Monday, February 4

A multi-racial church

Scripture: Exodus 37-38, Psalm 19, Acts 11

Acts 11:18 When they heard this, they had no further objections and praised God, saying, “So then, even to Gentiles God has granted repentance that leads to life.”

Observation

Acts 10-11 describe a huge and challenging change for the early church: it became multi-racial.  

The church started as a Jewish movement.  Jews and Gentiles had always been segregated.  God gave Peter a vision and then sent him to a Gentile soldier named Cornelius.  When Cornelius and his family and friends believed in Jesus and received the Holy Spirit, it created a storm of objections among the Jewish Christians in Jerusalem.  

Acts 11:1–3 “The apostles and the believers throughout Judea heard that the Gentiles also had received the word of God. 2 So when Peter went up to Jerusalem, the circumcised believers criticized him 3 and said, “You went into the house of uncircumcised men and ate with them.””

Peter told the story of what God had done, and when they heard it, those who had objected now praised God that He had granted “even to the Gentiles” new life in Jesus.  Even to the Gentiles!  They weren’t expecting that!

This sets the stage for what happens next: the birth of a Gentile church in Antioch.  The center of the story in Acts shifts from Jerusalem to Antioch, from the Jewish church to the Gentile/Jewish church.  

Application

I don’t think we understand how big a deal this was.  The ancient world was deeply divided and no divide was deeper than the Jew/Gentile.  God went to extraordinary lengths to bridge this divide and create “the beloved community” that included every race.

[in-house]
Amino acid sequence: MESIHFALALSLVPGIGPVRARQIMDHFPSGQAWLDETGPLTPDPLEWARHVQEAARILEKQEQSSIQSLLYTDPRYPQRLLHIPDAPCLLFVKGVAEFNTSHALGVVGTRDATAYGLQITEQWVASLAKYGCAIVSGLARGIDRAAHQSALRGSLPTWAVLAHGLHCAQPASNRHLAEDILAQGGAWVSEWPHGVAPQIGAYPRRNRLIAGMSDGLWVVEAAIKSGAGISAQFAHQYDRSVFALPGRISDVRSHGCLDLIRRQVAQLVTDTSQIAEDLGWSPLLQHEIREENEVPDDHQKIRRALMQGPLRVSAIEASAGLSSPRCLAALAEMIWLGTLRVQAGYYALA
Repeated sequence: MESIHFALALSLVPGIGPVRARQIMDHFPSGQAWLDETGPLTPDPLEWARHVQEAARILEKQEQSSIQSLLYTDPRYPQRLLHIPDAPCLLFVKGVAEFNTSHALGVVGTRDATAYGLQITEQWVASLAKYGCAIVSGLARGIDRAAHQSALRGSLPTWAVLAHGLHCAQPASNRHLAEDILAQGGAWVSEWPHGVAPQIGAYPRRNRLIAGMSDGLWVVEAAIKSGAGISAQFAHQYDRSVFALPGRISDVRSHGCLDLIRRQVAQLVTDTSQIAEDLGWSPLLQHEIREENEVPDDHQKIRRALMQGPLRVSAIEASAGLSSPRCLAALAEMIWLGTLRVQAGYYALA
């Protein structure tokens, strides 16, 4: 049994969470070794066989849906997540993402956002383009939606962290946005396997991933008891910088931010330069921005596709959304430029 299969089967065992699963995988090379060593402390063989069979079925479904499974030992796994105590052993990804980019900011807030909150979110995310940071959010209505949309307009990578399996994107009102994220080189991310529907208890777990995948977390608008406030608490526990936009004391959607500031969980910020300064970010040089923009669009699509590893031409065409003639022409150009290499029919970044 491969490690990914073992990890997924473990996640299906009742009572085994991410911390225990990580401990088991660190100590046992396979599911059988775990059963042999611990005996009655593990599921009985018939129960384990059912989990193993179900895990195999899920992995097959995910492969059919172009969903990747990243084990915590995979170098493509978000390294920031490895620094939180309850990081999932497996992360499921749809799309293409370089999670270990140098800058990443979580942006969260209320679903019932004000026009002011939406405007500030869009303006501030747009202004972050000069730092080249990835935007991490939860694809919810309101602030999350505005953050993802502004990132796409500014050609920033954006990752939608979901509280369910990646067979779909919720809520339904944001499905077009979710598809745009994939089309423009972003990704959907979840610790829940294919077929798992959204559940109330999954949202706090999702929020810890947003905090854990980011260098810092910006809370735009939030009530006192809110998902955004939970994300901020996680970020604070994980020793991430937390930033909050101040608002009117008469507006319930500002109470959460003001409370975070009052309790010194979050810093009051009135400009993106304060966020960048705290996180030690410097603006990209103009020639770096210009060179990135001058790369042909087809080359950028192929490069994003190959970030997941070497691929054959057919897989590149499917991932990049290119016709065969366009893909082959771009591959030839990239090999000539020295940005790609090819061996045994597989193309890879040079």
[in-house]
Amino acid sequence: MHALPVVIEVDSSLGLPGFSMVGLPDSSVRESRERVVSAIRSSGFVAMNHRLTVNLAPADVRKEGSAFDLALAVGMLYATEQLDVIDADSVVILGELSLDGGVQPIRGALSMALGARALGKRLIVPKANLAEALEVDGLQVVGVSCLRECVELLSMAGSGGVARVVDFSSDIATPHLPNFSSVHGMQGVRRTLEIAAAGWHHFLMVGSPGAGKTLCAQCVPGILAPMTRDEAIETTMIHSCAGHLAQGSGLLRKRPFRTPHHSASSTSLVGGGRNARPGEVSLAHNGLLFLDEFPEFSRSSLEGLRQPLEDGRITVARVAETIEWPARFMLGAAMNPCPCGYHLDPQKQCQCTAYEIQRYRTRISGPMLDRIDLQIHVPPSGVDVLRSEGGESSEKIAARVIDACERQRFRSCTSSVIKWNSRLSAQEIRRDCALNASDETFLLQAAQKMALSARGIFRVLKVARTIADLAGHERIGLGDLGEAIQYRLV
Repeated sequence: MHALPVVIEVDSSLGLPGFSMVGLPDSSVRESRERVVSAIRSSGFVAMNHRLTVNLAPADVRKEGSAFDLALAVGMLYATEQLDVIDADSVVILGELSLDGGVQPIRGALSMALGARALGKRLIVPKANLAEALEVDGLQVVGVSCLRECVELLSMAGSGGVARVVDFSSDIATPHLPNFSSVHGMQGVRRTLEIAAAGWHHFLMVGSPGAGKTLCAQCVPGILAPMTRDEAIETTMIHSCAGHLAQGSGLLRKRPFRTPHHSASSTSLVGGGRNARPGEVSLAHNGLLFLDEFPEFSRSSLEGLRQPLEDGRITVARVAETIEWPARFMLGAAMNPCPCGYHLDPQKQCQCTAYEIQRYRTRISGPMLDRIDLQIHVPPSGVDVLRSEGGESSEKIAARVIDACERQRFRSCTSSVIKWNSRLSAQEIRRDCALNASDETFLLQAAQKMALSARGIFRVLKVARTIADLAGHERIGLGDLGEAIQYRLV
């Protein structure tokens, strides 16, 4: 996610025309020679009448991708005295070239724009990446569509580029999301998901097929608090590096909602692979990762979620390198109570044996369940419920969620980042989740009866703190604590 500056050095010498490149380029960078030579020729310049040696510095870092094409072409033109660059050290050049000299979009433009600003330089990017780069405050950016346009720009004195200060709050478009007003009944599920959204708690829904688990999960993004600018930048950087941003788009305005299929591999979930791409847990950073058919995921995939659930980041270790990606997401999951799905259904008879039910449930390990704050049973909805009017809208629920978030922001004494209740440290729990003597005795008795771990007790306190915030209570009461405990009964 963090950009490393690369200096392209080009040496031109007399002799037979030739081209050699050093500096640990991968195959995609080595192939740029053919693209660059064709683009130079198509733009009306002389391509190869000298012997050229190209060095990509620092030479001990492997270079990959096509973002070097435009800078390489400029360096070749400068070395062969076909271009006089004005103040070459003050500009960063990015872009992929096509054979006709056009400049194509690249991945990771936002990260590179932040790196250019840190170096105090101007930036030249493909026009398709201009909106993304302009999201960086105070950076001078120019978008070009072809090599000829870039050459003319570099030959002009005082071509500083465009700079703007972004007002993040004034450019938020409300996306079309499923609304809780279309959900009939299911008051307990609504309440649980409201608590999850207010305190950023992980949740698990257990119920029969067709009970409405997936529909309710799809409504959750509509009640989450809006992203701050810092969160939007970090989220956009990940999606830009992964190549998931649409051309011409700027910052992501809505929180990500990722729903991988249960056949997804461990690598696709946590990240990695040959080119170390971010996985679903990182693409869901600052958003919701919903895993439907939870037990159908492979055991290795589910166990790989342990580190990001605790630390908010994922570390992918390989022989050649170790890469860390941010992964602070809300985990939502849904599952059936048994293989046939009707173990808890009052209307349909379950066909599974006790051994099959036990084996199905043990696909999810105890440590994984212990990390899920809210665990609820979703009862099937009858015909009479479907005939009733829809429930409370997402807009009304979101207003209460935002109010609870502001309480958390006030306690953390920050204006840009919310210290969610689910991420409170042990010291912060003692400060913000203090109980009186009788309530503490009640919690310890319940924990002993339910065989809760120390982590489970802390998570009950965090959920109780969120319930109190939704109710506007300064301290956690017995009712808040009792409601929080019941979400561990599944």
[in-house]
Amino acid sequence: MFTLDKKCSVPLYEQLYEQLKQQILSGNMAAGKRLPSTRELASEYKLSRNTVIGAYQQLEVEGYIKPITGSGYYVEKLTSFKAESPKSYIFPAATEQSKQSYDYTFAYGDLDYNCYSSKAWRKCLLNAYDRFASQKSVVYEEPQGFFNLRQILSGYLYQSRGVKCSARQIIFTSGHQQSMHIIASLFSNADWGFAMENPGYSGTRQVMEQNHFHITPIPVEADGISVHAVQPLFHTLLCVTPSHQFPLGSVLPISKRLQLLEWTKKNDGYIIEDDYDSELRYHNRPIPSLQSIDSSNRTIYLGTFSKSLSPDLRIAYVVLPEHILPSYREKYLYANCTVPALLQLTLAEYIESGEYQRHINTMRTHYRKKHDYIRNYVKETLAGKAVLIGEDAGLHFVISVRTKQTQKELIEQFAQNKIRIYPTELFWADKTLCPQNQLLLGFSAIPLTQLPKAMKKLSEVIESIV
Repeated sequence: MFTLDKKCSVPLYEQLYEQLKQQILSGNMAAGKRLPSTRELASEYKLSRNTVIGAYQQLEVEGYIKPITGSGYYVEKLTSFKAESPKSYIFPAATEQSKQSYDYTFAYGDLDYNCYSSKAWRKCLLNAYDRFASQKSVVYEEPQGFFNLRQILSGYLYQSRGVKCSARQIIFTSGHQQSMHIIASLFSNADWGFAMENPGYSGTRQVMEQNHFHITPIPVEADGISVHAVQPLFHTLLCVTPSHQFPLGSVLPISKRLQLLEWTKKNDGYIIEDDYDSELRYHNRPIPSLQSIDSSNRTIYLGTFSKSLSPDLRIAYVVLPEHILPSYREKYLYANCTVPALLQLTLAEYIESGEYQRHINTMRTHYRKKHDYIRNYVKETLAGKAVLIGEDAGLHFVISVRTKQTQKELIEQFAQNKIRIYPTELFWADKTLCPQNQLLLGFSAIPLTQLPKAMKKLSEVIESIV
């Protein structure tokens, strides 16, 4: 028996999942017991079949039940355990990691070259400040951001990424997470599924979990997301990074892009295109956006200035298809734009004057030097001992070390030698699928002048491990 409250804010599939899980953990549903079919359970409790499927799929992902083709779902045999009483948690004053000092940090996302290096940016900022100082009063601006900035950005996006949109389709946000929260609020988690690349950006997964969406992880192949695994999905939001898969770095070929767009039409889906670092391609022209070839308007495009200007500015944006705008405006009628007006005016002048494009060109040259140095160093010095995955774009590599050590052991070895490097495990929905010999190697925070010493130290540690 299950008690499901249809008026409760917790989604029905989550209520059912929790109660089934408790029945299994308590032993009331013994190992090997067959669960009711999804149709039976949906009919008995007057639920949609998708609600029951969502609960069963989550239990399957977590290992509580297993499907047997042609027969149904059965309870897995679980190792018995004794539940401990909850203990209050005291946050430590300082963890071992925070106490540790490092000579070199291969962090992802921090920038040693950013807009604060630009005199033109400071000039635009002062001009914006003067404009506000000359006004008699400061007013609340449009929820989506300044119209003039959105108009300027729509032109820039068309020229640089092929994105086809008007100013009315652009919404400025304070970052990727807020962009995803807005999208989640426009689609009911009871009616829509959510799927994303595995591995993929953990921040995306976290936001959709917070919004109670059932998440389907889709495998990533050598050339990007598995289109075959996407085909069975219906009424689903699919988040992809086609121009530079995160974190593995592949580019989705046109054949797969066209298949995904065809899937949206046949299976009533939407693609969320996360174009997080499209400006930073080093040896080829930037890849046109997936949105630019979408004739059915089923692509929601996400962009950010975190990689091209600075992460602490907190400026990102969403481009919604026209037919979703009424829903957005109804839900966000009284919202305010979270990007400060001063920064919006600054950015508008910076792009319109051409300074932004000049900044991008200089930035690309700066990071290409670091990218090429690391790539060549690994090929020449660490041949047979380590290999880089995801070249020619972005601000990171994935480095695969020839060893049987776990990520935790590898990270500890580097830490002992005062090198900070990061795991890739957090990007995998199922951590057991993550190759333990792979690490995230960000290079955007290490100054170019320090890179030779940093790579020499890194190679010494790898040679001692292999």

God’s church is to be a multi-racial community.  Sadly, it is still far too often segregated by race, ethnicity, culture and language.  

Of course, some of this is understandable.  When immigrants arrive in our community, they naturally seek out others of their own race, language and culture, and often create churches to maintain their identity.  African Americans historically have had their own churches because they weren’t welcomed or treated as equals at white churches.  Today that divide continues for multiple reasons, including a desire to maintain elements of the African American identity and culture.  All of us naturally gravitate towards others who are “like us”—whether the likeness is gender, age, race, culture, dress, language, etc.  So it is not necessarily wrong that we gather in homogenous communities.  

But we are better together.  God pushed Peter and the Jewish Christians out of their Jewish bubble into the Gentile world.  I believe that God is always (and still) pushing Christians out of their bubbles and toward the other.  

How can we make our churches more multi-racial, multi-cultural, multi-ethnic?   I think about this a lot these days and I’m trying to build bridges and learn from my brothers and sisters of different colors and cultures.

Prayer: Lord, help us to catch Your heart—a heart that embraces every race and ethnicity.   Help our churches to begin to look more like heaven, where every race and tribe and language and nation will gather together to worship You.